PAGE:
Yes, at one time actual resources needed to be available, first trees and ink, then thin air, and now digital computing power. It just takes a keystroke to unleash $trillions.

      • MD says:

        Not just a keystroke – it also takes ceding of democratic power to greedy financiers, who are allowed to do this and little oversight applied.

        Central banks are after all independent of the political process – but staffed by people very much with an agenda (the advancement of neoliberalism – the ‘final solution’ and the end of history) and an eye on their own future and stock portfolio.

  3. Lenz says:

    “A debt crisis would force Japan to brutally cut its budget for social services and raise taxes by large amounts to make ends meet. Japan has decided that it would never come to that. Instead, there may be a currency crisis or an inflation crisis, or both, which would spread the pain more evenly.”

    Do you see this hypothesis applying to the US as well considering we are still masters of the global currency? How do you see this crisis playing out in the US?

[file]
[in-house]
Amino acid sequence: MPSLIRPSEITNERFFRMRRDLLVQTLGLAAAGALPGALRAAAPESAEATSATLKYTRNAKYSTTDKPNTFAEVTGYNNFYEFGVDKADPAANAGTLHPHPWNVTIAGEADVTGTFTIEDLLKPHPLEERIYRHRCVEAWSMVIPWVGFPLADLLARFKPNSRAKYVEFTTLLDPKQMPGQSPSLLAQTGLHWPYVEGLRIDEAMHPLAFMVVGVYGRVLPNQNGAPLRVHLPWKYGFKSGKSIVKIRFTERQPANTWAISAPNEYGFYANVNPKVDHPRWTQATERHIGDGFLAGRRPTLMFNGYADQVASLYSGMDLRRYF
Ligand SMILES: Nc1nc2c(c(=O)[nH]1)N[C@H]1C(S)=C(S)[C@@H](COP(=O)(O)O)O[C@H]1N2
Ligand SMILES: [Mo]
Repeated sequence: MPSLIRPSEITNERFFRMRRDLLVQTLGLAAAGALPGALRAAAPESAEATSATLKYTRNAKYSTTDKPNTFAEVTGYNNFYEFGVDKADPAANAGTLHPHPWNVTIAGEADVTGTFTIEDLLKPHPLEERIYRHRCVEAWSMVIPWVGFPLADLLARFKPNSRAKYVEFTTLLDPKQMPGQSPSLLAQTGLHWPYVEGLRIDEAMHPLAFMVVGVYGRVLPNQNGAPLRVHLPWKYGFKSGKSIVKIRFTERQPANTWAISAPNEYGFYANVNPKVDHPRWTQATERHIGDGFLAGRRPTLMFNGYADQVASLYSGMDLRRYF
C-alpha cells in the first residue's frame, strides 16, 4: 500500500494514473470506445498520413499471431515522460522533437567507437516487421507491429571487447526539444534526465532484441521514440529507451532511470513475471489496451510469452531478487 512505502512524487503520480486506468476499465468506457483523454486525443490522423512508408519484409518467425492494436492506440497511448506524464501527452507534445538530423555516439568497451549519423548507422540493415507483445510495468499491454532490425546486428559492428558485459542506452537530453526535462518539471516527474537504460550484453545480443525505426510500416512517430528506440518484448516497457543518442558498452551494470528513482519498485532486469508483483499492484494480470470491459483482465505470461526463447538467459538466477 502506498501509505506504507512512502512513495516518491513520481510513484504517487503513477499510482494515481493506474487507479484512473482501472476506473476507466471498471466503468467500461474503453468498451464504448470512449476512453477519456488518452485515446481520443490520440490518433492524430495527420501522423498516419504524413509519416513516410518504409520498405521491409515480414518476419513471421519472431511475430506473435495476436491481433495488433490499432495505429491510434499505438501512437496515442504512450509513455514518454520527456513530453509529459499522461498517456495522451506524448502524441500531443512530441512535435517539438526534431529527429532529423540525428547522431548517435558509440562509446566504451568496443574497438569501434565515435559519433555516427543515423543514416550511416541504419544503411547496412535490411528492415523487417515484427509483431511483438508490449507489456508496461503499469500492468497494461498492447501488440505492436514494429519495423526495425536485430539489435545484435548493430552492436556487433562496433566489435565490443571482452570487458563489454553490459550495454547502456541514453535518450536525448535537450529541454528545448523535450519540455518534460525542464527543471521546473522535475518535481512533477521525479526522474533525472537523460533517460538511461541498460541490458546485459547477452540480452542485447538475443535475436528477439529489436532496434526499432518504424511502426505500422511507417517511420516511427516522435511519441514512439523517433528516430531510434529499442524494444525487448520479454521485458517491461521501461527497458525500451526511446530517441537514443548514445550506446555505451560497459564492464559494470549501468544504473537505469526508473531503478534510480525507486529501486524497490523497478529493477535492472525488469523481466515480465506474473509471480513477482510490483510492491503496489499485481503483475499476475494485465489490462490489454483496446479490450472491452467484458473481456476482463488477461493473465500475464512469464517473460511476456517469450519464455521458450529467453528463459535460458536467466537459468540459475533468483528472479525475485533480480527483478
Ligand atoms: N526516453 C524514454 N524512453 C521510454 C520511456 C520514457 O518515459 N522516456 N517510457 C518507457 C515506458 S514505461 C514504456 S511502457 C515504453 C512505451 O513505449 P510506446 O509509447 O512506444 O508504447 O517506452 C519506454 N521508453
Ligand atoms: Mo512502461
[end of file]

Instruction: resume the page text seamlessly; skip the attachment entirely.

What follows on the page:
• Neal Woods says:

      It’s a gigantic problem unless everybody realizes it totally doesn’t have to be. And that goes for any developed country. Money doesn’t have to be sucked out of any existing account to pay a debt.

      Debt crises are purely artificial problems people with real power either want the rest of us to have, or which they will insist on inflicting on us regardless, because they don’t know what the hell fiat currency actually liberates a country without scarce resources to do.

    • Wolf Richter says:

      Japan is the model for many things monetary — including QE, which started in Japan years before there was a name for it, and ZIRP. So I keep my eyes on Japan to see how it goes :-]

      • Sadie says:

        Wolf, for a country that has had a stable currency since the end of WWII, and has also appreciated, this is financial engineering or magic. Correct me if I’m wrong, but it seems to me that Japan is a pass through country that has very little natural resources but has expert skills to purchase resources, including labor, from other countries add value and then sell it in global markets. They do this while the BOJ manages their currency and the home economy. Magic?

      • Ensign Nemo says:

        Japan has reached a demographic impasse because young people don’t see any clear path to economic success. Working for one company until retirement doesn’t work anymore. Japan is not as bad as the USA, but it’s still a bad bet to work for a single company for 40 years and then hope and pray that the pension fund doesn’t empty out before you die. Consider Sears and GE, two American icons that are either about to file for bankruptcy, or else have billions of dollars in underfunding of pensions to correct.